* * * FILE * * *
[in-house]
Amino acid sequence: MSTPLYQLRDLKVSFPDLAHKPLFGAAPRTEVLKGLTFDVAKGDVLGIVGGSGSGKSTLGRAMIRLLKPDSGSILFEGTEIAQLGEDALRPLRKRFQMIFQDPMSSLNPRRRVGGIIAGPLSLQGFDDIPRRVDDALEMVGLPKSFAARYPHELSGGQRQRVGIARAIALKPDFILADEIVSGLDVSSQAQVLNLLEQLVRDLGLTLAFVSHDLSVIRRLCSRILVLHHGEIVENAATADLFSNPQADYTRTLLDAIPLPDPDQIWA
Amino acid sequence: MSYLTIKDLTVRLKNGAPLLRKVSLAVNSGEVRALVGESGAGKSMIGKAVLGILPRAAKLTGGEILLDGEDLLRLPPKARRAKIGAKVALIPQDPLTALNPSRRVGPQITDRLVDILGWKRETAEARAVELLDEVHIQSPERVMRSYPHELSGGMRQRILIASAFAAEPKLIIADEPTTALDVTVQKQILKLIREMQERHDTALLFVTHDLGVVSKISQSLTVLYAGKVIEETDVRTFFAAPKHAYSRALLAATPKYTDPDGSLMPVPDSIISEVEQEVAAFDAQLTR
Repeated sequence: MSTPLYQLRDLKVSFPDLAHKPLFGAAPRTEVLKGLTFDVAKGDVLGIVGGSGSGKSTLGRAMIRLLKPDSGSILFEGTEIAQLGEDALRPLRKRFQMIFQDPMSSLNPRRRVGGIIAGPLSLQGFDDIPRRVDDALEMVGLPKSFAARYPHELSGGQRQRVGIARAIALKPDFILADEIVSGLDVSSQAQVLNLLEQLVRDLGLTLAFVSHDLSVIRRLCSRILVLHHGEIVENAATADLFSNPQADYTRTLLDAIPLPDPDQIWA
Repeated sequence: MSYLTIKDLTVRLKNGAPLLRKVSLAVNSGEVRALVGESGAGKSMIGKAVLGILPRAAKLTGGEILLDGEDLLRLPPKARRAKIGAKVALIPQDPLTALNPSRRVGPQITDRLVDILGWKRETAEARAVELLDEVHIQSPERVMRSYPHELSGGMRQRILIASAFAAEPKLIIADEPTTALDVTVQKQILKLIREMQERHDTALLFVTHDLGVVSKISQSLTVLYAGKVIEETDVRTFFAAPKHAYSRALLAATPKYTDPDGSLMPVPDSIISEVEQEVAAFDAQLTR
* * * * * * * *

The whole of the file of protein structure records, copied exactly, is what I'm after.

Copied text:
[in-house]
Amino acid sequence: MSTPLYQLRDLKVSFPDLAHKPLFGAAPRTEVLKGLTFDVAKGDVLGIVGGSGSGKSTLGRAMIRLLKPDSGSILFEGTEIAQLGEDALRPLRKRFQMIFQDPMSSLNPRRRVGGIIAGPLSLQGFDDIPRRVDDALEMVGLPKSFAARYPHELSGGQRQRVGIARAIALKPDFILADEIVSGLDVSSQAQVLNLLEQLVRDLGLTLAFVSHDLSVIRRLCSRILVLHHGEIVENAATADLFSNPQADYTRTLLDAIPLPDPDQIWA
Amino acid sequence: MSYLTIKDLTVRLKNGAPLLRKVSLAVNSGEVRALVGESGAGKSMIGKAVLGILPRAAKLTGGEILLDGEDLLRLPPKARRAKIGAKVALIPQDPLTALNPSRRVGPQITDRLVDILGWKRETAEARAVELLDEVHIQSPERVMRSYPHELSGGMRQRILIASAFAAEPKLIIADEPTTALDVTVQKQILKLIREMQERHDTALLFVTHDLGVVSKISQSLTVLYAGKVIEETDVRTFFAAPKHAYSRALLAATPKYTDPDGSLMPVPDSIISEVEQEVAAFDAQLTR
Repeated sequence: MSTPLYQLRDLKVSFPDLAHKPLFGAAPRTEVLKGLTFDVAKGDVLGIVGGSGSGKSTLGRAMIRLLKPDSGSILFEGTEIAQLGEDALRPLRKRFQMIFQDPMSSLNPRRRVGGIIAGPLSLQGFDDIPRRVDDALEMVGLPKSFAARYPHELSGGQRQRVGIARAIALKPDFILADEIVSGLDVSSQAQVLNLLEQLVRDLGLTLAFVSHDLSVIRRLCSRILVLHHGEIVENAATADLFSNPQADYTRTLLDAIPLPDPDQIWA
Repeated sequence: MSYLTIKDLTVRLKNGAPLLRKVSLAVNSGEVRALVGESGAGKSMIGKAVLGILPRAAKLTGGEILLDGEDLLRLPPKARRAKIGAKVALIPQDPLTALNPSRRVGPQITDRLVDILGWKRETAEARAVELLDEVHIQSPERVMRSYPHELSGGMRQRILIASAFAAEPKLIIADEPTTALDVTVQKQILKLIREMQERHDTALLFVTHDLGVVSKISQSLTVLYAGKVIEETDVRTFFAAPKHAYSRALLAATPKYTDPDGSLMPVPDSIISEVEQEVAAFDAQLTR